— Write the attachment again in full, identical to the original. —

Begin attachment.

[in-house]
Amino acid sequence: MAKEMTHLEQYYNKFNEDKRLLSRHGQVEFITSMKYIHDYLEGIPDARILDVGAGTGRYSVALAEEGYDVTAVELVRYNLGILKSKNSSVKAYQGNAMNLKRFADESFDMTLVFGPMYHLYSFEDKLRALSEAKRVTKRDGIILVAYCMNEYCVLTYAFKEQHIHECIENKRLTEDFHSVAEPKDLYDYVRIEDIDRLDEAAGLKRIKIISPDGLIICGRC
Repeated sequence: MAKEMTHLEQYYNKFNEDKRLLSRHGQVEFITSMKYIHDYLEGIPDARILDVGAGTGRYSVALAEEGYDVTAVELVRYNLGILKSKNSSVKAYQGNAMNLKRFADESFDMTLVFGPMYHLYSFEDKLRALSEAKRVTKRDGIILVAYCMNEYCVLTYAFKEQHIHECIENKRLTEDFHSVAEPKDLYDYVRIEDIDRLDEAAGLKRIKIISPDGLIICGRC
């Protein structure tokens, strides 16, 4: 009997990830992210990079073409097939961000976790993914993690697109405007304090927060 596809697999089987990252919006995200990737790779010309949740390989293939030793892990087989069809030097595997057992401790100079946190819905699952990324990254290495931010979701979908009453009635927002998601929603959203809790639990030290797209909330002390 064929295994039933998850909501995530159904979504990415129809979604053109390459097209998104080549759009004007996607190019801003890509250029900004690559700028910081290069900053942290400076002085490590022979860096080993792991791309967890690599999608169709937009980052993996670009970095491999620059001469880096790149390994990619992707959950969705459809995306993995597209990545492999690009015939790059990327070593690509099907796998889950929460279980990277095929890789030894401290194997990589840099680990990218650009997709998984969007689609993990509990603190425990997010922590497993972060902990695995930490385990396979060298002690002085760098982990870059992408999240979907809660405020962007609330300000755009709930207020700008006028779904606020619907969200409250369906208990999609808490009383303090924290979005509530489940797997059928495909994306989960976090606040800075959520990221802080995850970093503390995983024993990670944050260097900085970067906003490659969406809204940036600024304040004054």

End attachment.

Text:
[in-house]
Amino acid sequence: MAKEMTHLEQYYNKFNEDKRLLSRHGQVEFITSMKYIHDYLEGIPDARILDVGAGTGRYSVALAEEGYDVTAVELVRYNLGILKSKNSSVKAYQGNAMNLKRFADESFDMTLVFGPMYHLYSFEDKLRALSEAKRVTKRDGIILVAYCMNEYCVLTYAFKEQHIHECIENKRLTEDFHSVAEPKDLYDYVRIEDIDRLDEAAGLKRIKIISPDGLIICGRC
Repeated sequence: MAKEMTHLEQYYNKFNEDKRLLSRHGQVEFITSMKYIHDYLEGIPDARILDVGAGTGRYSVALAEEGYDVTAVELVRYNLGILKSKNSSVKAYQGNAMNLKRFADESFDMTLVFGPMYHLYSFEDKLRALSEAKRVTKRDGIILVAYCMNEYCVLTYAFKEQHIHECIENKRLTEDFHSVAEPKDLYDYVRIEDIDRLDEAAGLKRIKIISPDGLIICGRC
């Protein structure tokens, strides 16, 4: 009997990830992210990079073409097939961000976790993914993690697109405007304090927060 596809697999089987990252919006995200990737790779010309949740390989293939030793892990087989069809030097595997057992401790100079946190819905699952990324990254290495931010979701979908009453009635927002998601929603959203809790639990030290797209909330002390 064929295994039933998850909501995530159904979504990415129809979604053109390459097209998104080549759009004007996607190019801003890509250029900004690559700028910081290069900053942290400076002085490590022979860096080993792991791309967890690599999608169709937009980052993996670009970095491999620059001469880096790149390994990619992707959950969705459809995306993995597209990545492999690009015939790059990327070593690509099907796998889950929460279980990277095929890789030894401290194997990589840099680990990218650009997709998984969007689609993990509990603190425990997010922590497993972060902990695995930490385990396979060298002690002085760098982990870059992408999240979907809660405020962007609330300000755009709930207020700008006028779904606020619907969200409250369906208990999609808490009383303090924290979005509530489940797997059928495909994306989960976090606040800075959520990221802080995850970093503390995983024993990670944050260097900085970067906003490659969406809204940036600024304040004054």